I noticed a few things as I went through this experience. First, most of these items have a faith and family focus and are not outcome-based. However, as I pondered this, I recognized an integration of the practices into all aspects of life – faith, family, ministry, job, career, etc. And any outcomes were up to God (see the Seed Scattering post).

Secondly, please know that I have not practiced all these for the past 40 years. If someone had shown me a list like this 40 years ago, I would have thrown up my arms in surrender, knowing I couldn’t incorporate all these into my life. In reality, they showed up as needed and, I assume, as God deemed them necessary (here I think of Acts 15:28 – it seemed right to to us an the Holy Spirit). Simple math tells me that one of these right things showed up every couple years.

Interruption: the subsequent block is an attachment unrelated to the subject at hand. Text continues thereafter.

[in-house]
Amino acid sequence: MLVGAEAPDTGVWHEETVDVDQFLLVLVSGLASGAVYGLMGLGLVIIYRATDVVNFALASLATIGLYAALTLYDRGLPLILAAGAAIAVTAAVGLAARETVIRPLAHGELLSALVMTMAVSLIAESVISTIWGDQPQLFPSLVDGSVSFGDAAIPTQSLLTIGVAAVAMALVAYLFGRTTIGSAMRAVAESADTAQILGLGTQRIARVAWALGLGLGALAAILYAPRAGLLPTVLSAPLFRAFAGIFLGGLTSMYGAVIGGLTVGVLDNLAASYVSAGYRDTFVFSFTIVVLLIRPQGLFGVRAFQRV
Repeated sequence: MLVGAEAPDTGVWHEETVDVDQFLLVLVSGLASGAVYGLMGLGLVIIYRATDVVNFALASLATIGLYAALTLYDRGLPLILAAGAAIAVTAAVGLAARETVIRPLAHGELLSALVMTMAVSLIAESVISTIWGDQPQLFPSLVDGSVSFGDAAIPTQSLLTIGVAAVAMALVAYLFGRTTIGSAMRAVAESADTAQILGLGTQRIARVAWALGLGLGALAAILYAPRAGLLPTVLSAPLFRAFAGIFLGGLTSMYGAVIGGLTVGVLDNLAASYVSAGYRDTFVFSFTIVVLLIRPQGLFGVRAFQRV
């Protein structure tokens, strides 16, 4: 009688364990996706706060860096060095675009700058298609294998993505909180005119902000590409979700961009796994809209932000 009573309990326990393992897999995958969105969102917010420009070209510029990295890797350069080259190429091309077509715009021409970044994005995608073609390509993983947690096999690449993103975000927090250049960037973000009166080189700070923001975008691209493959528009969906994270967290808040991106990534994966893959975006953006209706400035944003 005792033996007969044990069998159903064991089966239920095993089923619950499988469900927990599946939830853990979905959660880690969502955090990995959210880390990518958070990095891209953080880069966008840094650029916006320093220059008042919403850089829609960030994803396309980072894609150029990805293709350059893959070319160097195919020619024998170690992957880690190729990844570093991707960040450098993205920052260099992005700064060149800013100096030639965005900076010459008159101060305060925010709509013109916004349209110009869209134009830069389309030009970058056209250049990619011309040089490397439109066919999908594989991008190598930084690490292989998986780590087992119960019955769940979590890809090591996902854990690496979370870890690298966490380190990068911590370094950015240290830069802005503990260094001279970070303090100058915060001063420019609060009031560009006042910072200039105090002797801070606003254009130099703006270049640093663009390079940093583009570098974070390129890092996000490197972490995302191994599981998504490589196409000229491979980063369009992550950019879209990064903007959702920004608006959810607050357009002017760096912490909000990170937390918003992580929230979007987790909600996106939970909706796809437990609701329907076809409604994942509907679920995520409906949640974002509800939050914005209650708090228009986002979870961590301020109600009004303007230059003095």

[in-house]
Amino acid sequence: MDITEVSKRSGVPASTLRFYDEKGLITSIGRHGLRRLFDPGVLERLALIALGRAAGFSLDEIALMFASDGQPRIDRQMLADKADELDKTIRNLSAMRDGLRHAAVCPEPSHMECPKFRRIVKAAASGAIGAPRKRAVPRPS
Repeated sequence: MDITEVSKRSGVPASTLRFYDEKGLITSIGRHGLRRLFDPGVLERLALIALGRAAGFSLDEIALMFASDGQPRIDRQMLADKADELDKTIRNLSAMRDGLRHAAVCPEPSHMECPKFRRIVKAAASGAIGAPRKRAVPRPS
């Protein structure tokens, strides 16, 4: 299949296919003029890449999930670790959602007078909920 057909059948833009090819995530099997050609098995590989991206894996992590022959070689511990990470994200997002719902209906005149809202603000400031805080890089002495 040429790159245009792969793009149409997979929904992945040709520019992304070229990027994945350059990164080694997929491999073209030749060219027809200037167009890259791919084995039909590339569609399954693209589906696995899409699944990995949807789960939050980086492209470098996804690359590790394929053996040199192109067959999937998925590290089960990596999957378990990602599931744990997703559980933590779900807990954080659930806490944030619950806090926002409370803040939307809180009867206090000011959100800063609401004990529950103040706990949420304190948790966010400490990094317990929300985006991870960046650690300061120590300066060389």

Finally, I discovered that over time, a number of these practices have become second nature, to borrow a term from NT Wright. I was watching the Twins game the other night, noticing the right things players did that had become second nature, things they didn’t need to consciously think about anymore. (One could argue that Rocco Baldelli’s success as a manager has been the encouragement of players to do the things that have become second nature for them.) Same thing when we practice doing right things (the operative word here is practice). To be clear, some of these practices are NOT second nature for me. They still take a lot of thought, intentionality, and practice on my part. Maybe, just maybe, 20 years from now a few more will have become second nature.

Note: I am fully aware that the explanations for these right things are brief. I can can certainly expand on any of them – just ask and I will do that (after all, it was a couple people’s asking that led to the creation of this list).